He said all proceeds from the sale of NFTs are generated directly between the artist and the buyer on OpenSea, the largest NFT market in the world.

Oakland Park businessman and collector Charles “Scooter” Vaughn sees opportunities beyond museum space.

A retired professional hockey player who ended his career in organizing the New York Islanders, he started small almost a decade ago when he bought two bitcoins for $ 300 and $ 350 each.

“Let us sit down,” he said. “They are still sitting. It was [with money from] my first real salary playing professional hockey. “

She joined NFT last year after talking to friends who are involved, and now owns 52 worksheets with artwork attached to them. Acquired the majority through OpenSea.

“I didn’t lose money,” he said. “Making money would be good. I came in because I see a lot going on: smart contract gives people ownership [to things] people generally do not own the property. I hope you get to where you can have experiences you don’t normally have. “

There are many items to own in addition to the standard artwork, he noted.

I bought an NFT that gives you access to the animated Stoner Cats production. Tokens serve as lifetime passes that give owners access to future content.

But the recent fall in the values ​​of cryptocurrencies and NFTs has shaken some people who have paid premiums for their NFTs.

Industry publications point out that, on average, NFT trading volume and prices have fallen sharply since they peaked in 2021. Now, with rising interest rates, a highly fluctuating stock market has plunged into values ​​of Bitcoin and other cryptocurrencies, the NFT market is advancing. along for the ride.

Morgan Stanley, the stockbroker, predicts a total crash between the NFTs. Many players have difficulty downloading tokens purchased for premium prices. A well-informed episode focuses on an NFT from the first tweet of Twitter founder Jack Dorsey. The buyer reportedly paid $ 2.9 million for it and was unable to bid on more than $ 21,000.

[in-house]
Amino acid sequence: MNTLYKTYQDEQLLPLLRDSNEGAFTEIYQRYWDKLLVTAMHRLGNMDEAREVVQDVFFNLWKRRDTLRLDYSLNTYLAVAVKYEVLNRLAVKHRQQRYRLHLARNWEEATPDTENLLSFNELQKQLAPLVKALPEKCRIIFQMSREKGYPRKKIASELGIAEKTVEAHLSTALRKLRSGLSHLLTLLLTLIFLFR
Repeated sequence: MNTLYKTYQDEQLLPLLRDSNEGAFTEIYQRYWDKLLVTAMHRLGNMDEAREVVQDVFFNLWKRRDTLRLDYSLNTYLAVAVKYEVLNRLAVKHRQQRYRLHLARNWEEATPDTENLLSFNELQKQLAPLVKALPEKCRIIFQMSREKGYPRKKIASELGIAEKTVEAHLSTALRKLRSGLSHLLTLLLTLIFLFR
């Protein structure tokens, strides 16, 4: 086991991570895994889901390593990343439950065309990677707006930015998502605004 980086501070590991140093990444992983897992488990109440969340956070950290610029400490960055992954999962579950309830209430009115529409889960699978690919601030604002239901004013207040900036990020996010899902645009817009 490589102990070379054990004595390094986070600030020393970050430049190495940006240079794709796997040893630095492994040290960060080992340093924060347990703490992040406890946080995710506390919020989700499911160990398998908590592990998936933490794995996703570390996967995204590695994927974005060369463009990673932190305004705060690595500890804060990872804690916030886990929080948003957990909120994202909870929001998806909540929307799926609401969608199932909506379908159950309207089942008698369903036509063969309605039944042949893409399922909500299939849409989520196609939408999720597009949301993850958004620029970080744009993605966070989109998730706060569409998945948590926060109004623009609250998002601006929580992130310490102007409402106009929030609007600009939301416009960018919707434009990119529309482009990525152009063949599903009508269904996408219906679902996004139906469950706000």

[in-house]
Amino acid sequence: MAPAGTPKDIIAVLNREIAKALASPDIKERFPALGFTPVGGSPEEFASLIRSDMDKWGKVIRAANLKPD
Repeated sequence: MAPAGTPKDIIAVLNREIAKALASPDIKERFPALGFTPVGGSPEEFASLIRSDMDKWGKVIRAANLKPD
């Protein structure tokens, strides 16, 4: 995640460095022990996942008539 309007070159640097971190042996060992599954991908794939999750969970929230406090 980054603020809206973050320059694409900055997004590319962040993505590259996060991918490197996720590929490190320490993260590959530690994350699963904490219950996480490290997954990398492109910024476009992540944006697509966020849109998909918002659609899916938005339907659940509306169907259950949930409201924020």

Morning update

Morning update


Start the day with the main stories of South Florida.

But like the museum, there are commercial players who don’t let themselves be intimidated by the choppy waters of the NFT world.

In Miami, Erick Haskell, CEO of Arteza, a seven-year-old craft retailer, entered the NFT business to help its artist-clients become better known and make money.

“We like to think that we are a champion of creators and artists,” he said, “because we are a direct consumer company and all our customer service is internal and we have a direct relationship with artists. With the emergence of NFTs and their relationship with art, our ears are open. “

On June 1, the company launched a “Fuel Your Creativity” campaign to promote the works of seven artists; part of the effort involves selling NFTs developed by the artists, who receive all the proceeds from the sales. The company is helping four artists with 18 pieces on sale during a four-week auction.

Haskell, however, believes that the greatest interest in the art world will come from art enthusiasts as opposed to those seeking to make a financial kill. And, he points out, the values ​​of NFTs and the values ​​of cryptocurrencies are “not directly” linked to each other.

“Our fans are not NFT investors, they are professional or amateur artists,” he said. “I think every time you see foam in the market, in the end supply and demand equalize. I trust this market to be the same as any other.”

“I think all of that is working,” he added. “I think there is a permanent future for NFTs.”

Source link

Leave a Comment

Your email address will not be published.